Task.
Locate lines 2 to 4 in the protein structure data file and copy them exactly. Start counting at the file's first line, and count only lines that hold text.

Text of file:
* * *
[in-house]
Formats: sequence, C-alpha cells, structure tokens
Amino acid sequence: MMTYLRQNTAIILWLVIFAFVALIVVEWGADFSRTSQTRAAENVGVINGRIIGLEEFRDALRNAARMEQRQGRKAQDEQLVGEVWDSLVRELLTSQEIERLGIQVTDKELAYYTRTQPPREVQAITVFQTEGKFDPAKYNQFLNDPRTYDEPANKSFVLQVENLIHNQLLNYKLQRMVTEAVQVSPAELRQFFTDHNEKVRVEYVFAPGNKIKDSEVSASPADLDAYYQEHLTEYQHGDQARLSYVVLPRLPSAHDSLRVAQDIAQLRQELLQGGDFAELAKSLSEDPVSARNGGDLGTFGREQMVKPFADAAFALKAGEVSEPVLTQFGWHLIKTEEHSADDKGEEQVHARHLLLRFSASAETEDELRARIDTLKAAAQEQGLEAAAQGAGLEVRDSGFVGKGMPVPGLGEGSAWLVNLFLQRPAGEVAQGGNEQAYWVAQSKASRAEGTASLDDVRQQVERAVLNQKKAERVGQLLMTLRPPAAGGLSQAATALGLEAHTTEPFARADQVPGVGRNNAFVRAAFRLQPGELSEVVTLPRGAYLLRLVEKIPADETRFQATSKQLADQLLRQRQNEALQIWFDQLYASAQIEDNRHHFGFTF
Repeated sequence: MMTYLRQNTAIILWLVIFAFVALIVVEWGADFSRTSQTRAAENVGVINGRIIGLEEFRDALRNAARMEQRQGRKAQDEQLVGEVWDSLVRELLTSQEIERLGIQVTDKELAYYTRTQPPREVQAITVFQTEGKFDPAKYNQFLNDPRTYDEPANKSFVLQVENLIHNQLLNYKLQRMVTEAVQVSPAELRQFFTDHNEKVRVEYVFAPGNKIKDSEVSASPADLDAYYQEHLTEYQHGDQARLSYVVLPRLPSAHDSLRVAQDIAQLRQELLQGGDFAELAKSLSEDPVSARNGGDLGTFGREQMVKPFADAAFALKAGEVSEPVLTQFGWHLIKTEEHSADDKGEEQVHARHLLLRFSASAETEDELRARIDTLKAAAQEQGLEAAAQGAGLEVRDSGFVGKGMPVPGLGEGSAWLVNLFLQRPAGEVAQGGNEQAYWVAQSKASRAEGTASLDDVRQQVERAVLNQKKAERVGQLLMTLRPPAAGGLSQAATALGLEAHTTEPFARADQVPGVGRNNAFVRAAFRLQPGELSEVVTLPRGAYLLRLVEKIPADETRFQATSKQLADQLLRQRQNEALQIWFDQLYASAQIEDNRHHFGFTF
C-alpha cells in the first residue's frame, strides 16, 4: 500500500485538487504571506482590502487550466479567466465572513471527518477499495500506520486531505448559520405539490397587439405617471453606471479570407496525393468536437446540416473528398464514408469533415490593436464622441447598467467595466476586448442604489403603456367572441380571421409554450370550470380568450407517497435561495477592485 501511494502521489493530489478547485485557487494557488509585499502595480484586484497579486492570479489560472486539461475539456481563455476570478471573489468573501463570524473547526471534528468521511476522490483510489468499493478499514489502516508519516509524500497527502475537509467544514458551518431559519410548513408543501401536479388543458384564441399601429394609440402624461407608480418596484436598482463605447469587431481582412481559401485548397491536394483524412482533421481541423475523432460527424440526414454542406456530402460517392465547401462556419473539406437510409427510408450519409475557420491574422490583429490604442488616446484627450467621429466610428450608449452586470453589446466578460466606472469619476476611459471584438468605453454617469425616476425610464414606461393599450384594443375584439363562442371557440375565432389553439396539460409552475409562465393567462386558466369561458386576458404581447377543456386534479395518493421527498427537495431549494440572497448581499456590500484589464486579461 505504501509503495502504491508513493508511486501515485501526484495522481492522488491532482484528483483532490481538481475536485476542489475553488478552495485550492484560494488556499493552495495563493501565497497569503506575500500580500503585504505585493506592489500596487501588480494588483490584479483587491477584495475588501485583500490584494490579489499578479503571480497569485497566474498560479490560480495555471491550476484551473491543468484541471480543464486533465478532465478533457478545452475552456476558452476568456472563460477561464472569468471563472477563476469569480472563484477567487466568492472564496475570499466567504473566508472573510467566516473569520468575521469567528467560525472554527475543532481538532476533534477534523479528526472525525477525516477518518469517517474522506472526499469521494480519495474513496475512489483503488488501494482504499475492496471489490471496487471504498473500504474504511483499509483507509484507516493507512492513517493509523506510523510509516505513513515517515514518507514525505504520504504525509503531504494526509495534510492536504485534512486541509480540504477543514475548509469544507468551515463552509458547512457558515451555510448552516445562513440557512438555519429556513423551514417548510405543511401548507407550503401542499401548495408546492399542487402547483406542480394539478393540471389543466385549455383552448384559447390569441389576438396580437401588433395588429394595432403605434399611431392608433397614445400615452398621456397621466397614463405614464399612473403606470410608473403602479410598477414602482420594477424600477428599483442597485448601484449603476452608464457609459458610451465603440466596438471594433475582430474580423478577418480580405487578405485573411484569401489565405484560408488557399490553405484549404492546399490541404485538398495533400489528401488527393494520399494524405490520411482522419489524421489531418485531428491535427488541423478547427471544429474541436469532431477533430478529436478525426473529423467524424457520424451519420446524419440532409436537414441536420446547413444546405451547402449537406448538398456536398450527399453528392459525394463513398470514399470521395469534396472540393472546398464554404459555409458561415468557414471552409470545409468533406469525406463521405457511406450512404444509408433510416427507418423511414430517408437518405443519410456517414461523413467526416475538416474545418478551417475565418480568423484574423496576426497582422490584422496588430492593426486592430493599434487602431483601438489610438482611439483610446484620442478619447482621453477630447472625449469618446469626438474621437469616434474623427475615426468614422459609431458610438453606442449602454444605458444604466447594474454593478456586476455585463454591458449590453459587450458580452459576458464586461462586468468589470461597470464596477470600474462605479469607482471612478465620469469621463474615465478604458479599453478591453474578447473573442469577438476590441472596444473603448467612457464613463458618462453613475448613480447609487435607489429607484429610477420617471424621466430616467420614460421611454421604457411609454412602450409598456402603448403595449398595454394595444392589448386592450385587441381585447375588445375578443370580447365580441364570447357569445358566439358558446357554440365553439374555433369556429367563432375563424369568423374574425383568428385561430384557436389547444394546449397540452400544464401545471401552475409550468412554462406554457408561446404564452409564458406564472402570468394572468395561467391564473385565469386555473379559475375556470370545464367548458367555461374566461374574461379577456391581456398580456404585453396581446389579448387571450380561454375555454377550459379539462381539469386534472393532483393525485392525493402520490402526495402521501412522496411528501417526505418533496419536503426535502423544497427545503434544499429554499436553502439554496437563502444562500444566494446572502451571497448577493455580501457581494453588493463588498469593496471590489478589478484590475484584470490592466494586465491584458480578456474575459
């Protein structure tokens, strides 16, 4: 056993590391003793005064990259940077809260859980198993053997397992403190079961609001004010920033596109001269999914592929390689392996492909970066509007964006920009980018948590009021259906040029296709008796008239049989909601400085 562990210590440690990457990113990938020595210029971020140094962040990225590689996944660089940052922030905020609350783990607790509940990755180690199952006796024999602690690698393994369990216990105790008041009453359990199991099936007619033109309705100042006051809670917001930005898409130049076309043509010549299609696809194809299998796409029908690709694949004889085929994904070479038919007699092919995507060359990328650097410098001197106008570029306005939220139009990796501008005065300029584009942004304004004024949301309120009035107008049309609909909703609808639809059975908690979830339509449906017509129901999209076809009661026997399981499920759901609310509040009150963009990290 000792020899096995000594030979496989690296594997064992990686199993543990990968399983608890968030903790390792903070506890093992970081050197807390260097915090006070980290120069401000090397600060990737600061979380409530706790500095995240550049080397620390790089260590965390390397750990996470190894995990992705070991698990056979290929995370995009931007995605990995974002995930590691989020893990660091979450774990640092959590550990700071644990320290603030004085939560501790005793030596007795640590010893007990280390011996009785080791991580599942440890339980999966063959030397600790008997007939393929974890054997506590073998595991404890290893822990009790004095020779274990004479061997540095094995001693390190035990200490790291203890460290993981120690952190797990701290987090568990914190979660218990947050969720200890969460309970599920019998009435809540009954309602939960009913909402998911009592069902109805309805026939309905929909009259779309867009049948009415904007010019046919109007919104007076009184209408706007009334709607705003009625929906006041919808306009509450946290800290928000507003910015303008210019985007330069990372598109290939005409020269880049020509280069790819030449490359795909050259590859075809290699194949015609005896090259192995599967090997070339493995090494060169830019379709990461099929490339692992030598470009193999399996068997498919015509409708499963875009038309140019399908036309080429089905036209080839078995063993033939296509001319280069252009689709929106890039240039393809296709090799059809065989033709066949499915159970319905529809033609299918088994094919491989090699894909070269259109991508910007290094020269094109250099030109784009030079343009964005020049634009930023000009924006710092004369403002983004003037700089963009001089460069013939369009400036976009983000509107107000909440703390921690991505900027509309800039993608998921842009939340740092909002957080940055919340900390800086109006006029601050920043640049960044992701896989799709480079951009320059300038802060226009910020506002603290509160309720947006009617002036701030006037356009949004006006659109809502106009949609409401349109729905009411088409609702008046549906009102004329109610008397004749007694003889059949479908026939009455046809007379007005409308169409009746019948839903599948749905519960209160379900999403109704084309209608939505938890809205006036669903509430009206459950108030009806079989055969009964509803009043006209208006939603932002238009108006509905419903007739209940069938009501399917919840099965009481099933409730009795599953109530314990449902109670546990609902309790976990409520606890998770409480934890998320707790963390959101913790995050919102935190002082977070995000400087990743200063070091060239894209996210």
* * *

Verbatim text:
Formats: sequence, C-alpha cells, structure tokens
Amino acid sequence: MMTYLRQNTAIILWLVIFAFVALIVVEWGADFSRTSQTRAAENVGVINGRIIGLEEFRDALRNAARMEQRQGRKAQDEQLVGEVWDSLVRELLTSQEIERLGIQVTDKELAYYTRTQPPREVQAITVFQTEGKFDPAKYNQFLNDPRTYDEPANKSFVLQVENLIHNQLLNYKLQRMVTEAVQVSPAELRQFFTDHNEKVRVEYVFAPGNKIKDSEVSASPADLDAYYQEHLTEYQHGDQARLSYVVLPRLPSAHDSLRVAQDIAQLRQELLQGGDFAELAKSLSEDPVSARNGGDLGTFGREQMVKPFADAAFALKAGEVSEPVLTQFGWHLIKTEEHSADDKGEEQVHARHLLLRFSASAETEDELRARIDTLKAAAQEQGLEAAAQGAGLEVRDSGFVGKGMPVPGLGEGSAWLVNLFLQRPAGEVAQGGNEQAYWVAQSKASRAEGTASLDDVRQQVERAVLNQKKAERVGQLLMTLRPPAAGGLSQAATALGLEAHTTEPFARADQVPGVGRNNAFVRAAFRLQPGELSEVVTLPRGAYLLRLVEKIPADETRFQATSKQLADQLLRQRQNEALQIWFDQLYASAQIEDNRHHFGFTF
Repeated sequence: MMTYLRQNTAIILWLVIFAFVALIVVEWGADFSRTSQTRAAENVGVINGRIIGLEEFRDALRNAARMEQRQGRKAQDEQLVGEVWDSLVRELLTSQEIERLGIQVTDKELAYYTRTQPPREVQAITVFQTEGKFDPAKYNQFLNDPRTYDEPANKSFVLQVENLIHNQLLNYKLQRMVTEAVQVSPAELRQFFTDHNEKVRVEYVFAPGNKIKDSEVSASPADLDAYYQEHLTEYQHGDQARLSYVVLPRLPSAHDSLRVAQDIAQLRQELLQGGDFAELAKSLSEDPVSARNGGDLGTFGREQMVKPFADAAFALKAGEVSEPVLTQFGWHLIKTEEHSADDKGEEQVHARHLLLRFSASAETEDELRARIDTLKAAAQEQGLEAAAQGAGLEVRDSGFVGKGMPVPGLGEGSAWLVNLFLQRPAGEVAQGGNEQAYWVAQSKASRAEGTASLDDVRQQVERAVLNQKKAERVGQLLMTLRPPAAGGLSQAATALGLEAHTTEPFARADQVPGVGRNNAFVRAAFRLQPGELSEVVTLPRGAYLLRLVEKIPADETRFQATSKQLADQLLRQRQNEALQIWFDQLYASAQIEDNRHHFGFTF